America currently grows GM sweetcorn, and about four-fifths of cotton is also produced through the new technology.

Mr Hirst, who grows sugar beet, wheat and barley, among other crops, added that GM crops needed to be grown and controlled in a safe way.

'The rest of the world has used Wi-fi and other technologies and they could be just as damaging as GM. I don't understand why people get so worried about GM technology,' he said.

But Lord Melchett, a former government minister and current policy director for the Soil Association, insisted that GM crop breeding is uncertain, unreliable and risky.

He said: 'There are much better and newer ways of breeding crops which work and don't carry such a risk. Nobody has looked into the effects of GM food.'

Lord Melchett added that the Marker Assisted Selection method was better than GM technology. This process is a combination of traditional genetics and molecular biology, which selects traits of interest including colour and disease resistance.

'We have got enough food for everyone in the world to have a healthy diet. The problem isn't how much food but where it is and where people can buy it from. Hunger and starvation are caused by poverty and wars. There are more people suffering from obseity in the world than people suffering from starvation,' he said.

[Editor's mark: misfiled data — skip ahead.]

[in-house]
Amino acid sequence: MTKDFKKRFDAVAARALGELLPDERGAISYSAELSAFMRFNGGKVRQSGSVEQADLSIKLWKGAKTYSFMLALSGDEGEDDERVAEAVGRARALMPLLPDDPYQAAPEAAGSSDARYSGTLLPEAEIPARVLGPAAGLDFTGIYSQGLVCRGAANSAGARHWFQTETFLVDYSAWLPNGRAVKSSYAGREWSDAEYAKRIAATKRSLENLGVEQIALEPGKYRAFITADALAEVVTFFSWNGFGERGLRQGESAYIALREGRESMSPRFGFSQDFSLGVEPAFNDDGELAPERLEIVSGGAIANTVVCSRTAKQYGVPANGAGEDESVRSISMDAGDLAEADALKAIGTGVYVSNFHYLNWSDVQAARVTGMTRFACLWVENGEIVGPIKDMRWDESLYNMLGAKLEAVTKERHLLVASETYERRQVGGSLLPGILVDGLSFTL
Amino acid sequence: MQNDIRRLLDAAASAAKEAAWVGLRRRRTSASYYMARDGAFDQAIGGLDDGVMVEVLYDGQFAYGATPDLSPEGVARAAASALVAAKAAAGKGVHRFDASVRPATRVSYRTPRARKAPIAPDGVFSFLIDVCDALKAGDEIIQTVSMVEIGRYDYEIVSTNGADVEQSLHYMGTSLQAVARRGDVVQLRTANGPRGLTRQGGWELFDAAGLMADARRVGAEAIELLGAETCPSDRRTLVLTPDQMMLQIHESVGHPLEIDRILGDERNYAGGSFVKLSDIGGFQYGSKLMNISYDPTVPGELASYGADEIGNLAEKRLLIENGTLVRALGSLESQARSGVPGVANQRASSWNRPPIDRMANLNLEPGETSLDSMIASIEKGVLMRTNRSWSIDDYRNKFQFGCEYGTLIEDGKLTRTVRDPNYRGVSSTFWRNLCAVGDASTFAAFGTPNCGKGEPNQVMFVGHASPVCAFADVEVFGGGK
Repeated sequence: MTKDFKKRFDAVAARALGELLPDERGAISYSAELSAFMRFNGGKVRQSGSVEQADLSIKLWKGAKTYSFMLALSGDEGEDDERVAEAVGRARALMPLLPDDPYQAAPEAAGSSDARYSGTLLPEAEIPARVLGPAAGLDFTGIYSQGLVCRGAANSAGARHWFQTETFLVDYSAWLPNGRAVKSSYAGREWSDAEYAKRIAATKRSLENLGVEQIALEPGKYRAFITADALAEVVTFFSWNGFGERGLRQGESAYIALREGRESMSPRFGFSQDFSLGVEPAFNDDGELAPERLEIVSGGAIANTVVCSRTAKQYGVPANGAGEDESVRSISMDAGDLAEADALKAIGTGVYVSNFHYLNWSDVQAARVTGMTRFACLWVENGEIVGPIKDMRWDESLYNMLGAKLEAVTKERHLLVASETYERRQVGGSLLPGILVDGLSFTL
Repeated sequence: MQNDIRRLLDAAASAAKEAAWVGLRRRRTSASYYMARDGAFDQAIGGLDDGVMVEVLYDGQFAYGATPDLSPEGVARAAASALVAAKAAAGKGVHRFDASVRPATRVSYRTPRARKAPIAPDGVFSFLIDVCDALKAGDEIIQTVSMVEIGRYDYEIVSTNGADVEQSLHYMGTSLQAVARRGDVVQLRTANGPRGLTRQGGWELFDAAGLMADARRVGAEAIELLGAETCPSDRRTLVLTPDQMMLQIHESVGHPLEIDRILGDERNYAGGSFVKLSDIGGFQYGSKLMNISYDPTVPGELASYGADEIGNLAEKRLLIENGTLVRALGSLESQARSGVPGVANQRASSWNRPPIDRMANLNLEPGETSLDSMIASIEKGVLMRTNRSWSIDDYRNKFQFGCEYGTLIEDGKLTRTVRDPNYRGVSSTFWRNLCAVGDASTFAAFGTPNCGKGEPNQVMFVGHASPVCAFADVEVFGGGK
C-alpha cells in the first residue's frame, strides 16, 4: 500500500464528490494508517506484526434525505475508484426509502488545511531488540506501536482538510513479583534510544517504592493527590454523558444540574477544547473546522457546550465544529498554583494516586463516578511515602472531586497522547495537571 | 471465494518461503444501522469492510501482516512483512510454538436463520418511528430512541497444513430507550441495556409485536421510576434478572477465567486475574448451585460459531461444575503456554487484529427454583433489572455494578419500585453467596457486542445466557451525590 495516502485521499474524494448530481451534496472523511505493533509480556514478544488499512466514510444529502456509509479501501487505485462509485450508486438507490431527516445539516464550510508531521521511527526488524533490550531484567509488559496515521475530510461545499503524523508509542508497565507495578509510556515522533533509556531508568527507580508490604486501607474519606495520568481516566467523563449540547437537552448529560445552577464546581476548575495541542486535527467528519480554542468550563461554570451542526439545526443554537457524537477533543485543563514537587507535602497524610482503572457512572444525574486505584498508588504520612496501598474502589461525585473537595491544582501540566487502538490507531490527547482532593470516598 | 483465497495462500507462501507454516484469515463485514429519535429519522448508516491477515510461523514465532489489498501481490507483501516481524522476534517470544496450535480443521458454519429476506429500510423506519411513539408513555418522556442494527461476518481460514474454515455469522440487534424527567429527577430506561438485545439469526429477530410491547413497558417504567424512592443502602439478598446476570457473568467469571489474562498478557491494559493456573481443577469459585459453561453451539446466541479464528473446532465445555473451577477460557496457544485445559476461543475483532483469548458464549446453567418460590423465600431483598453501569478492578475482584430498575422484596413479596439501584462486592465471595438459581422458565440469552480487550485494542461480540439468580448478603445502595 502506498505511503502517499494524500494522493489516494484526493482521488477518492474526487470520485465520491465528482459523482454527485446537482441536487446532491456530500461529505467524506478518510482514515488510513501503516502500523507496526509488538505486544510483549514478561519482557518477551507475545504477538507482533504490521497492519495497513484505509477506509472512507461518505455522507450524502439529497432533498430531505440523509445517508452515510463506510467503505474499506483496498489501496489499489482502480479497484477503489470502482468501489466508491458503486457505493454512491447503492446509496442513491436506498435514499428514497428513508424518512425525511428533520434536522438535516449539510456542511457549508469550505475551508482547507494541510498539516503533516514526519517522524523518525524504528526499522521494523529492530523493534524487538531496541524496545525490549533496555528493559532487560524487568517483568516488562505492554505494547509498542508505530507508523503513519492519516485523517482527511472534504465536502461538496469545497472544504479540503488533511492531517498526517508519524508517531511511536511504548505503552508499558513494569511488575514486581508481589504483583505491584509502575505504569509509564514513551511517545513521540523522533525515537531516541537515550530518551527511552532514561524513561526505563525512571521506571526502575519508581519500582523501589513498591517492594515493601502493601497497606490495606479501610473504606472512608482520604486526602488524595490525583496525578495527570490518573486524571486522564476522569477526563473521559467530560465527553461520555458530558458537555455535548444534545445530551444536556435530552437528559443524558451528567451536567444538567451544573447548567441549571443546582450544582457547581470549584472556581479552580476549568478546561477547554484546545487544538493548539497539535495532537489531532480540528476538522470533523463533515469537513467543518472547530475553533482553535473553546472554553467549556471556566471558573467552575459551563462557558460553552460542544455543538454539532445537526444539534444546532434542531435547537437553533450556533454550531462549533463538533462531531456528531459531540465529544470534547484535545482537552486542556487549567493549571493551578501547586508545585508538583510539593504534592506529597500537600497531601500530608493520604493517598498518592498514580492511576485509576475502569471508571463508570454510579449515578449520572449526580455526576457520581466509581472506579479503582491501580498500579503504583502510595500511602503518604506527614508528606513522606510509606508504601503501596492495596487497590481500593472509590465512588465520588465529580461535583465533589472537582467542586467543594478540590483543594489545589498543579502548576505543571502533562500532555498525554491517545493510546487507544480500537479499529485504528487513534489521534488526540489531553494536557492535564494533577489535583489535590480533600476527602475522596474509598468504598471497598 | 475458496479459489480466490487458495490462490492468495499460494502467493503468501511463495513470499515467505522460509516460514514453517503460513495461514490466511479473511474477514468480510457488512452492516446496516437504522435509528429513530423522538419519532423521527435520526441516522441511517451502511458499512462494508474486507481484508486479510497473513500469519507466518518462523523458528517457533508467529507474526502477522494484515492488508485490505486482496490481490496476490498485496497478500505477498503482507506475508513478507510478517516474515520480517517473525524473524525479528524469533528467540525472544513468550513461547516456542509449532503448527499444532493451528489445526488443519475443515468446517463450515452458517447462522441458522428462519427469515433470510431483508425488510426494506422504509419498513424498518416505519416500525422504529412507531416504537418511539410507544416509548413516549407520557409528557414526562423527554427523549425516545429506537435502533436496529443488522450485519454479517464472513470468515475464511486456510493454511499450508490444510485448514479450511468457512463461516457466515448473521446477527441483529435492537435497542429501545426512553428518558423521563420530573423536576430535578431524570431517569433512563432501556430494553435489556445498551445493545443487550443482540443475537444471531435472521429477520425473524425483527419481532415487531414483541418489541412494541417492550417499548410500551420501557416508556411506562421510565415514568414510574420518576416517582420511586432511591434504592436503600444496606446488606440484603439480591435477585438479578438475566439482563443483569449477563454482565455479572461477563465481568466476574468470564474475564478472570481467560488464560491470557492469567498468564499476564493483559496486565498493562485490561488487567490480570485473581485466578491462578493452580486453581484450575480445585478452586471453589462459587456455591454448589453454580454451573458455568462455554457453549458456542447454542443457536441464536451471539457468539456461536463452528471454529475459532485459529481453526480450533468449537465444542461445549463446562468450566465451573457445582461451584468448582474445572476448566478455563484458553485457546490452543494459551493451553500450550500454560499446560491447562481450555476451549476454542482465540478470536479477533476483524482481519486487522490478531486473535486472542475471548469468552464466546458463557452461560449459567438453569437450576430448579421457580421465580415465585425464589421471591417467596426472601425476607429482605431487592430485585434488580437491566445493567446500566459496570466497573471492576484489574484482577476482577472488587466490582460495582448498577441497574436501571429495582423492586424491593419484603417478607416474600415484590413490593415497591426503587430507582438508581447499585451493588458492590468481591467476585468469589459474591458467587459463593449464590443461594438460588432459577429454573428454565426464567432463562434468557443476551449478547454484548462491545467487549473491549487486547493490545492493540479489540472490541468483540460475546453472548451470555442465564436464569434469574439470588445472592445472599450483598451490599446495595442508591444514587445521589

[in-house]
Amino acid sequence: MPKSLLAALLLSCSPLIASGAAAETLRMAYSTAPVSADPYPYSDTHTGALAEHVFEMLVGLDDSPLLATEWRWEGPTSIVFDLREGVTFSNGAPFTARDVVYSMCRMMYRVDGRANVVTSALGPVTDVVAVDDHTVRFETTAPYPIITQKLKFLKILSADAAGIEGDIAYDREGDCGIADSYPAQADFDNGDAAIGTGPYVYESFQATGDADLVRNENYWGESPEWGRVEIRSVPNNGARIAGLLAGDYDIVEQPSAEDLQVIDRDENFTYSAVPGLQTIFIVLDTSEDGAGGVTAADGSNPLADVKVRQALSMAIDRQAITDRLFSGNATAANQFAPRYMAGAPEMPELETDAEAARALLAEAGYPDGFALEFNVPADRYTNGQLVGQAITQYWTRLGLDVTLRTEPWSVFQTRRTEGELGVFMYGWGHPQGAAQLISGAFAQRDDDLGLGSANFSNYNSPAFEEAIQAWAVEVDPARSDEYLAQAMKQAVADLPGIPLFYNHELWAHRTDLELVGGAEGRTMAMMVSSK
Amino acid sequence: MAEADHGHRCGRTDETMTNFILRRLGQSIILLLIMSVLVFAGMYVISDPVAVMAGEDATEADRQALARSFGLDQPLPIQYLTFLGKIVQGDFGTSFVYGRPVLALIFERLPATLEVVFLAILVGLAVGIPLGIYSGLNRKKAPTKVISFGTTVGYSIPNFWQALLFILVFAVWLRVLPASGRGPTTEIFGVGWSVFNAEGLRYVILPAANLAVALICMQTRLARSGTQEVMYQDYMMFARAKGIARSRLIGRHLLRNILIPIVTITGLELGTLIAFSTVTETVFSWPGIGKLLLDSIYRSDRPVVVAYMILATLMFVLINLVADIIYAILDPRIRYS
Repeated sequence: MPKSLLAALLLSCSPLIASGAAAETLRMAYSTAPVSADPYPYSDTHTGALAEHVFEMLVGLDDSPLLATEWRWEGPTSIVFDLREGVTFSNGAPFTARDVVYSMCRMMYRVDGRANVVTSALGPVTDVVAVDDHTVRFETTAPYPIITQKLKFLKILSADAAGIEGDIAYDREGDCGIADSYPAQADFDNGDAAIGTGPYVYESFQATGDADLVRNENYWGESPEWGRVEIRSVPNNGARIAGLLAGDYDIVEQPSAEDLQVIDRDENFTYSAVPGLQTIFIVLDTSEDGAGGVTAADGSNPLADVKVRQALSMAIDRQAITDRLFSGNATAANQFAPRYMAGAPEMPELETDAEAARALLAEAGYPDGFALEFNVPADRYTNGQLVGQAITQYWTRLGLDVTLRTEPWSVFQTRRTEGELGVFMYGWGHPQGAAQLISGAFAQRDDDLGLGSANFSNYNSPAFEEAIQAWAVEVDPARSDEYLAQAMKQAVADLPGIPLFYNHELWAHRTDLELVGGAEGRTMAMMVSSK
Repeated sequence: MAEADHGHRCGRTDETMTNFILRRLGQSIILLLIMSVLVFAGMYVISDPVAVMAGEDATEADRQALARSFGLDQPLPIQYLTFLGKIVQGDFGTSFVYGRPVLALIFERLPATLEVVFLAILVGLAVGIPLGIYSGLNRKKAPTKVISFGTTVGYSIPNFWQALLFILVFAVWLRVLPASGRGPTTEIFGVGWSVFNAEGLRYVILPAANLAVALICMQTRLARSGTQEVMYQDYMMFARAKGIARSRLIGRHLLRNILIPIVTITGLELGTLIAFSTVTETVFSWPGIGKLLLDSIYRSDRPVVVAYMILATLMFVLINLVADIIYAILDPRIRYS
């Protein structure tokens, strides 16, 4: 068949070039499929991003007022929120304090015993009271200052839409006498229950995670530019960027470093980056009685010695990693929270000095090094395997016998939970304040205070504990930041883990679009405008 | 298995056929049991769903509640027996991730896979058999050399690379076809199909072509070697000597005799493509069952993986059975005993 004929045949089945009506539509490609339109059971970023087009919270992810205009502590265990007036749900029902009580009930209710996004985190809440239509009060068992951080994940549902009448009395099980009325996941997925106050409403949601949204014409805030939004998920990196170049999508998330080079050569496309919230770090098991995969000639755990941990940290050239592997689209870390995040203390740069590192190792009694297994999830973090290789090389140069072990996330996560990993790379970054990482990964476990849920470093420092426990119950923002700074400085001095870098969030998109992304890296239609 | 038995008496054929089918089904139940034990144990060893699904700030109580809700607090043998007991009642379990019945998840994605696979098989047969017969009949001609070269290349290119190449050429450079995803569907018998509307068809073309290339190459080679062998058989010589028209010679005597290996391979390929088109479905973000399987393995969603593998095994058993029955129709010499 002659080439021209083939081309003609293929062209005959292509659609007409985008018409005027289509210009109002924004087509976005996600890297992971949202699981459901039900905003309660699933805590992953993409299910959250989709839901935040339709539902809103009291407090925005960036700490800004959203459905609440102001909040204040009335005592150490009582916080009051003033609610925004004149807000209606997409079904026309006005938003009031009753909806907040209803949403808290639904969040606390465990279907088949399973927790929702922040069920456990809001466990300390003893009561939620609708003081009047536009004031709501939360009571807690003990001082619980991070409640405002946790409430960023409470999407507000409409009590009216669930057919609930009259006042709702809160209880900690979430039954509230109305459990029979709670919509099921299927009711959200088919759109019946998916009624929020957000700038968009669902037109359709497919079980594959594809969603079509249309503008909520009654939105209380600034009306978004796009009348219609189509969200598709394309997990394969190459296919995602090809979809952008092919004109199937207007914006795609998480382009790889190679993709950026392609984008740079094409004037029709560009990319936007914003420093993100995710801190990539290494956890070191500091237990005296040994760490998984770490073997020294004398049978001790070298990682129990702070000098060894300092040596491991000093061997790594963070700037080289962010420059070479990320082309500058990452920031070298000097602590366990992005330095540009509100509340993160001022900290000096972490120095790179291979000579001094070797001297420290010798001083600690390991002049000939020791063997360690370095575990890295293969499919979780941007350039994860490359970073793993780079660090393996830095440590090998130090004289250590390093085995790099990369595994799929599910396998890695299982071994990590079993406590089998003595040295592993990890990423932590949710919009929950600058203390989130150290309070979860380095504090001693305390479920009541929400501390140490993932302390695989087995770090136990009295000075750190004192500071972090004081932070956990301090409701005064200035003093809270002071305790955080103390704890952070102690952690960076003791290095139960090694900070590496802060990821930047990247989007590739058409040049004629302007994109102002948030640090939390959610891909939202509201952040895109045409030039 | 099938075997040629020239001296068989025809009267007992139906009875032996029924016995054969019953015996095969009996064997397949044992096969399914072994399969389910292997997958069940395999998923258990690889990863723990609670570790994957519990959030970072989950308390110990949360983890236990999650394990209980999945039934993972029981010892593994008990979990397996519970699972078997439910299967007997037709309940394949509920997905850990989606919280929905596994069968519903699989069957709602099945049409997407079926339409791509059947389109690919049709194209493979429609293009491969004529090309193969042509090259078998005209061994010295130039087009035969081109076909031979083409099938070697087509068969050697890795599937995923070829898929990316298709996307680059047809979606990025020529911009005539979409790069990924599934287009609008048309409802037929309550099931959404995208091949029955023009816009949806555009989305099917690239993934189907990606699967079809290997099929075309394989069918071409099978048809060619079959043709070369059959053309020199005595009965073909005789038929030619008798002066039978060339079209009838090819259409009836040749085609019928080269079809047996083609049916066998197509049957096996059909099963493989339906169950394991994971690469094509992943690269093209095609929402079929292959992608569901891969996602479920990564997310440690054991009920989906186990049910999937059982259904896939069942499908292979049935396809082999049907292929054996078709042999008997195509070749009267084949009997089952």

This view was shared by Ms Parkhouse, who added that research has shown that GM technology has not increased crop yield - an argument used by scientists.

If GM food technology became normal, every crop would have to be produced that way, according to Lord Melchett, who claimed that the amount of chemicals being used on GM crops in Canada and America had increased.

He said that research from more than 400 international scientists published between two to three years ago concluded that the best way to produce crops in the future was through agro-ecological systems - which had a low input and used organic methods.

Controls on GM food are at EU level – with competence shared between the European Commission, the European Food Safety Authority and member states.

In Britain, the Food Standards Agency, a non-ministerial government department, leads on the safety of GM food and animal feed, and on GM labelling issues.

The government's Department for Environmental, Food and Rural Affairs (Defra) leads on the environmental safety of GM organisms as well as general policy on GM crops.